Family Holidays in Africa

A family trip to Africa can be an amazing way for children and adults to learn about nature, history, and different cultures…while having a fun-filled bonding experience with loved ones. We are frequently asked what our recommendations for a family vacation would be. Well, the Fair Trade Safaris team came up with this article for those travelers who wish to travel to Africa with their children…

Our top choices for Africa’s family destinations are South Africa, Tanzania, Kenya, Botswana, and Zambia. All of us at FTS frequently take our own families on safari trips; and so we know how to plan a vacation that is unforgettable and fun for all ages.

Tanzania & Zanzibar - A Tanzanian travel package is an ideal family holiday – in every way! Kids, parents, and grandparents will delight at the rich experiences that Tanzania offers - from fascinating wildlife safaris to anthropological sites like Olduvai Gorge to the most beautiful beaches.

No visit to Tanzania is complete without a visit to Zanzibar Island, where guests relish in an educating and fun experience to explore the pristine marine wildlife and coral reefs. A variety of watersports are on offer for the active people in your group, while others can simply relax on the stunning tropical beaches that are kissed by warm, sparkling turquoise water.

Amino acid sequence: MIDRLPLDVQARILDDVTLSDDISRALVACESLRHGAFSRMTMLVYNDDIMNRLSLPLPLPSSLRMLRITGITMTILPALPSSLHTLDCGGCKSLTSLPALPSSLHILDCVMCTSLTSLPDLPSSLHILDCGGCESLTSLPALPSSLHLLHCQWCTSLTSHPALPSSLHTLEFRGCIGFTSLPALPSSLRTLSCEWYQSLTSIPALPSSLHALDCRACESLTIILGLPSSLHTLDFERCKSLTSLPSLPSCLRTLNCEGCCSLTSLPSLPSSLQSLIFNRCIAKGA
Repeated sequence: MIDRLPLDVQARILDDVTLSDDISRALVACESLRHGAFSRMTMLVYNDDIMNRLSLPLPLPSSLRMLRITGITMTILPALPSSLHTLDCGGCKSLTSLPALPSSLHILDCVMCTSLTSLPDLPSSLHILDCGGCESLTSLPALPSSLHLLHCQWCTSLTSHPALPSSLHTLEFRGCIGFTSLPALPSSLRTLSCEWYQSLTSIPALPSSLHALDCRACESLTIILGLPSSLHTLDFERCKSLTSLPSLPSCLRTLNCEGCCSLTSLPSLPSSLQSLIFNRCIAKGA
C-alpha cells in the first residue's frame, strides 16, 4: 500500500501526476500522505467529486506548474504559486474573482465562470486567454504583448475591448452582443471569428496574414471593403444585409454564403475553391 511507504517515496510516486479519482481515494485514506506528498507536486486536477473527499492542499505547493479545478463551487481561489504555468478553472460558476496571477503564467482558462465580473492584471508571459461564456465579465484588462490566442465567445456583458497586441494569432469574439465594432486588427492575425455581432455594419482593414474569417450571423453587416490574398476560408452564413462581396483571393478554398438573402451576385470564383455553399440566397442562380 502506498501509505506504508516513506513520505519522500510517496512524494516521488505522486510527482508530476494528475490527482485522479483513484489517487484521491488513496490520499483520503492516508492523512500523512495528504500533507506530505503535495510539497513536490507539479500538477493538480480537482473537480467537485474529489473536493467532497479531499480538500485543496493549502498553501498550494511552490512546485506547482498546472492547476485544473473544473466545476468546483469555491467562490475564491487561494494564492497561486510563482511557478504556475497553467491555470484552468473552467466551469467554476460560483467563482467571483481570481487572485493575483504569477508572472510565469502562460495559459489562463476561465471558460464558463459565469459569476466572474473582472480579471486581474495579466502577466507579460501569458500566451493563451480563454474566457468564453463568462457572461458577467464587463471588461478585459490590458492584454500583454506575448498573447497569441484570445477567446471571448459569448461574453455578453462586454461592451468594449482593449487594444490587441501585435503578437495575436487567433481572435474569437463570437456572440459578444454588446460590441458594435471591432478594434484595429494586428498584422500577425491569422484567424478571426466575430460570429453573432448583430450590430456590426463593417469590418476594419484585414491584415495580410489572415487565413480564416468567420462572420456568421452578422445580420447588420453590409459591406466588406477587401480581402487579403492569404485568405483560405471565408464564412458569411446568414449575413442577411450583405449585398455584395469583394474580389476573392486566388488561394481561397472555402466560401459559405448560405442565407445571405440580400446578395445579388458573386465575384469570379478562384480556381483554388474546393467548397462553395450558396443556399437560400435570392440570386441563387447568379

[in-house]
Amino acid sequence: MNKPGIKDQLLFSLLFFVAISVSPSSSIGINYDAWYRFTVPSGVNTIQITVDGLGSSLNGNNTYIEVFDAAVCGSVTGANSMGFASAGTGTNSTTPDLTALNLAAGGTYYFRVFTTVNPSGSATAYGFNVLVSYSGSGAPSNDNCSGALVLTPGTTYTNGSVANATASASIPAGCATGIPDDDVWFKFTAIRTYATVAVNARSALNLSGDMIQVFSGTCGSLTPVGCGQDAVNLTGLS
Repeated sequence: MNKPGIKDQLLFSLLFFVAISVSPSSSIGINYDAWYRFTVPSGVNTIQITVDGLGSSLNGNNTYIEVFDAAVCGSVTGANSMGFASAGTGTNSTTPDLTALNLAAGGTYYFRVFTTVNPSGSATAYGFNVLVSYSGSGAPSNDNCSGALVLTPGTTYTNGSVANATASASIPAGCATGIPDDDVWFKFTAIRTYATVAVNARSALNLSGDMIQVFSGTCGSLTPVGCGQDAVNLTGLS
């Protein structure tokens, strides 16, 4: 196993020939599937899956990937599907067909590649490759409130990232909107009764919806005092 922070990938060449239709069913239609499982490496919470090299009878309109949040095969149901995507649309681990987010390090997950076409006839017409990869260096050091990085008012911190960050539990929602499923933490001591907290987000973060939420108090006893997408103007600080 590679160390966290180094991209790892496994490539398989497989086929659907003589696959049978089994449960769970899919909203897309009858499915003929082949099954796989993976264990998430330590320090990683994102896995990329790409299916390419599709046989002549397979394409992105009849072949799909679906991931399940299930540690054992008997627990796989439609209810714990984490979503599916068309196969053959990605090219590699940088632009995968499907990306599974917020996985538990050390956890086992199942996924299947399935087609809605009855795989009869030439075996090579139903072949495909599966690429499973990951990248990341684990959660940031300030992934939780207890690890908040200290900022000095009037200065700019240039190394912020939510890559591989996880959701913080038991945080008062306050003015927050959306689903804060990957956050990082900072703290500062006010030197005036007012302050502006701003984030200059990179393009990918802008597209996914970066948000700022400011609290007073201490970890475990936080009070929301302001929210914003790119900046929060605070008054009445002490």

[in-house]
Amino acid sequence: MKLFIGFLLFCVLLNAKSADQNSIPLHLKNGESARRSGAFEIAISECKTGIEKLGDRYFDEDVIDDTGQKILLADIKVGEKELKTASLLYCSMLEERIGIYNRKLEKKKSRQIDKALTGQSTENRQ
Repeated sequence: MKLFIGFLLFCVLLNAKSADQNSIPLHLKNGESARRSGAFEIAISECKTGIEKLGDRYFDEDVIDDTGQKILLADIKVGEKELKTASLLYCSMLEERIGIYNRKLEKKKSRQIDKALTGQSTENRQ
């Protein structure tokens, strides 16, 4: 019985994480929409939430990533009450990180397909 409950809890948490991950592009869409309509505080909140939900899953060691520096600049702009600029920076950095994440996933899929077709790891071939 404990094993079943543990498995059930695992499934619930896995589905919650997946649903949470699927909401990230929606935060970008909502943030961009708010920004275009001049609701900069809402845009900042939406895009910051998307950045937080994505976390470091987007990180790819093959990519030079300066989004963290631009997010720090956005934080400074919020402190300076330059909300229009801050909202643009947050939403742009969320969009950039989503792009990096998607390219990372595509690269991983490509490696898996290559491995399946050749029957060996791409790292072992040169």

Botswana - Several wildlife safari camps in Botswana are delighted to provide you and your children with an outstanding stay and memorable experience. Consider booking a private guide for your family in order to get the most out of this unique paradise!

Kenya - Besides witnessing Kenya’s wildlife and other rich natural treasures, kids love meeting the Maasai people and learning about their unique and colorful culture. After your wildlife safari in Masai Mara or the other world-famous game parks, we recommend you head to the stunning Kenyan coast for a beach holiday.

South Africa - The south of the famed Kruger National Park in South Africa is more child-friendly than the north. The Southern portion of the park has more entry points, the landscape is varied, and the wildlife concentration is higher. During the dry winter months (June to September), there are no mosquitoes, which eliminates the risk of malaria. In addition, the Cape Province also has excellent, malaria-free parks with a high chance of viewing the “Big 5” mammals of Africa.